Patients and outcomes
Patients (n = 81) with severe ExRA according to predefined criteria, including clinically diagnosed pericarditis, pleuritis, Felty’s syndrome, polyneuropathy, mononeuropathy, scleritis, episcleritis, glomerulonephritis, major cutaneous vasculitis and vasculitis involving other organs, each supported by objective findings and with other causes unlikely or excluded,15,19 were identified from a research database of patients with rheumatoid arthritis seen at the Mayo Clinic, Rochester, Minnesota, USA. The date of first documented severe ExRA manifestation was noted. The year of first diagnosis of ExRA ranged from 1964 to 2002, with 75% of patients being diagnosed with ExRA in 1990 or later. A random sample, stratified by sex, of patients from the database without a record of ExRA manifestations was reviewed. Controls (n = 184) without any evidence of extra-articular disease (including rheumatoid nodules) were identified. All patients with ExRA and controls fulfilled the 1987 ACR criteria for rheumatoid arthritis.20 The date of diagnosis was defined as the first date of fulfilment of the rheumatoid arthritis criteria. The year of rheumatoid arthritis diagnosis ranged from 1939 to 2001, with 74% of the patients being diagnosed in 1985 or later.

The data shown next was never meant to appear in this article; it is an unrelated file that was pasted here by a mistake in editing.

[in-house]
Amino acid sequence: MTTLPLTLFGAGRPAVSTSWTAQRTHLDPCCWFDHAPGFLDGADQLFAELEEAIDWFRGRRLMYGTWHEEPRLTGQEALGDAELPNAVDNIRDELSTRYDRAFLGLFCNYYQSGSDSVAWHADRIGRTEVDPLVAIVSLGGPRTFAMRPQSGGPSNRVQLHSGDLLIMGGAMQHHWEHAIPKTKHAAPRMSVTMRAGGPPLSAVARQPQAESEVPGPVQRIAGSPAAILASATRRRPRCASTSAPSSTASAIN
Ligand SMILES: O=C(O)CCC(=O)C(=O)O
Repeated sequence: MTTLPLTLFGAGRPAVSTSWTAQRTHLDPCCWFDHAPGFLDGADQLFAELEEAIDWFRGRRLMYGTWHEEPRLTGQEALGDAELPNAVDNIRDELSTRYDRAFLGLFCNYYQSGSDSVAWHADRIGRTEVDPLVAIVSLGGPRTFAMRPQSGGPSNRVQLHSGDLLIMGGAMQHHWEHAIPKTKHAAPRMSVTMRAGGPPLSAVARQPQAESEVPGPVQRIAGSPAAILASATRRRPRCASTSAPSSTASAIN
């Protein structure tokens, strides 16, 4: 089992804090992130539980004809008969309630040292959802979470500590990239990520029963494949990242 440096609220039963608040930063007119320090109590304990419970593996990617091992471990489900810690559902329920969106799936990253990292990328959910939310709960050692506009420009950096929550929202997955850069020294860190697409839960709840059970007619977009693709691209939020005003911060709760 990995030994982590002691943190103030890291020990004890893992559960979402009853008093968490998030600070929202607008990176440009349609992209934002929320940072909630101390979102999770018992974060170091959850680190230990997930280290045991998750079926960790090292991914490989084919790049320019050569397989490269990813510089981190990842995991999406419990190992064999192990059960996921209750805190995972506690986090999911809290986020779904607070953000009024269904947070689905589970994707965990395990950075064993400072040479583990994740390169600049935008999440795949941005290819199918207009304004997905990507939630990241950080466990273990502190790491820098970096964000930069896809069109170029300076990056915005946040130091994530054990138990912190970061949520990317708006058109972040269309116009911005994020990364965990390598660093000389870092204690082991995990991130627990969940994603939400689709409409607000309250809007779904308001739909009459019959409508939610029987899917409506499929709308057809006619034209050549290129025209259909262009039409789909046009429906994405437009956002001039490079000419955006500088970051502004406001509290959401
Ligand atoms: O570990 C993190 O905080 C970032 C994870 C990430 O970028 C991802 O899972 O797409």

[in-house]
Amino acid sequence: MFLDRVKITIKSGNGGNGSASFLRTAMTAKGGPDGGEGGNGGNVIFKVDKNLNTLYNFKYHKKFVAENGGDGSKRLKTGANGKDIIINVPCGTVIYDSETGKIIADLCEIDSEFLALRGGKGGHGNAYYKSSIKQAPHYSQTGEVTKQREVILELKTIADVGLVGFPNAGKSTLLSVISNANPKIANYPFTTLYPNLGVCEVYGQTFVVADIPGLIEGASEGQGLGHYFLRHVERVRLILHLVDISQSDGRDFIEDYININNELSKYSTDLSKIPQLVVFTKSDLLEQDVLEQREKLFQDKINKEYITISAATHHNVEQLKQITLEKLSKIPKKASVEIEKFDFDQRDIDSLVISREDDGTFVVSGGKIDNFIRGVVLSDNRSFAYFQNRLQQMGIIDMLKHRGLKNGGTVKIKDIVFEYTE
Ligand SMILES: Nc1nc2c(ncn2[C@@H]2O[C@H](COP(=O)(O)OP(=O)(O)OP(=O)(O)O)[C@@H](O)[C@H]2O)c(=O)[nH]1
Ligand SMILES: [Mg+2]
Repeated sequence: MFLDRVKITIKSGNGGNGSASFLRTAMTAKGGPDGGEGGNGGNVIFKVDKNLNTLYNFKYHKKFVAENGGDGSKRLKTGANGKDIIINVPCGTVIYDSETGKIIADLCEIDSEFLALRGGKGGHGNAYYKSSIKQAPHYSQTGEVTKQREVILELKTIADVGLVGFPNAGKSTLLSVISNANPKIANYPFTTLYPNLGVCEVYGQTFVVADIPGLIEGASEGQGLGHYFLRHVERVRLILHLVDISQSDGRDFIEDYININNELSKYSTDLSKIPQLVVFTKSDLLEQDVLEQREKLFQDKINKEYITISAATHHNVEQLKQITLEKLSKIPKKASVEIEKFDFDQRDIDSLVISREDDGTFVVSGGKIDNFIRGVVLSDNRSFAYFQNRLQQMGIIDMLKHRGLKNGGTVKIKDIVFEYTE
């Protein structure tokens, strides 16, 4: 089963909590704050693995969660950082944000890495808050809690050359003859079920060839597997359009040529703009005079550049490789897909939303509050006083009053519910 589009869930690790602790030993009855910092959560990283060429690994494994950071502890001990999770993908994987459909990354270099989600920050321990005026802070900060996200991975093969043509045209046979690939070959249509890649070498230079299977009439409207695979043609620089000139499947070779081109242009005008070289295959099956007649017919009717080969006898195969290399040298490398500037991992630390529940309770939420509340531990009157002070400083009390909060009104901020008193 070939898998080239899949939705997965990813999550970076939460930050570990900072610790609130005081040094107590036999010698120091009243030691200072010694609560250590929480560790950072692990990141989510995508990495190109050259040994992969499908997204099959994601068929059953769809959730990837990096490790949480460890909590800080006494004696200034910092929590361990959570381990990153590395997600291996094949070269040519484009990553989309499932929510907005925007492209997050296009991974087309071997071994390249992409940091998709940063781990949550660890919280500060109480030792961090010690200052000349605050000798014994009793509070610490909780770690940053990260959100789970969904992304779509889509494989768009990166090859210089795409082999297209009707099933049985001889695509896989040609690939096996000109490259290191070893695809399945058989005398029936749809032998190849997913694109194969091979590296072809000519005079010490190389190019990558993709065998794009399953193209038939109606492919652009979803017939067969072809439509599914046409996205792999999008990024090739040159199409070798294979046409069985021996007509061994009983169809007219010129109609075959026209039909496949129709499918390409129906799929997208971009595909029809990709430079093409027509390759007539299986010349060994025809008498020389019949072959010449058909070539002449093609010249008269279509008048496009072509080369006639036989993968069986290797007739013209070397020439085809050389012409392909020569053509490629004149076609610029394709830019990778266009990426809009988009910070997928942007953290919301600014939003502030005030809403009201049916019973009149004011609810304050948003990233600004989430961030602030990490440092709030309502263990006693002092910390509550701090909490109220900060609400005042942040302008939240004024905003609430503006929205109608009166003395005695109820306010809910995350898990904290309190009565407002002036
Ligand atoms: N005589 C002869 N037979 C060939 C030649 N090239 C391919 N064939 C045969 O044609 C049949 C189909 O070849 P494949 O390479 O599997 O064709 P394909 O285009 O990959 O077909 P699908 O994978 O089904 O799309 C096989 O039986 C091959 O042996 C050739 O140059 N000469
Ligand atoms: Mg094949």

In a structured review of the medical records of the Mayo Clinic, as well as external records present in the Mayo charts, the occurrence and date of onset of clinically diagnosed CVD events (according to predefined criteria; table 1: myocardial infarction, angina pectoris, haemorrhagic stroke, non-haemorrhagic or non-specific stroke, transient ischeamic attack, amaurosis fugax, aortic aneurysm, renal artery stenosis, peripheral vascular disease or atherosclerosis obliterans, and arterial thromboembolism) were recorded by one of the authors (CT). Myocardial infarctions were classified using standard algorithms.22,23 In addition, CVD events were classified according to the Antiplatelet Trialists’ Collaboration composite CVD end points of myocardial infarction, stroke (ischaemic and haemorrhagic) and cardiovascular death.24 Data on smoking at the onset of rheumatoid arthritis, documentation of onset of erosive disease and positive rheumatoid factor tests were extracted from the medical records. The date of the last documented physical examination was noted as the date of last follow-up.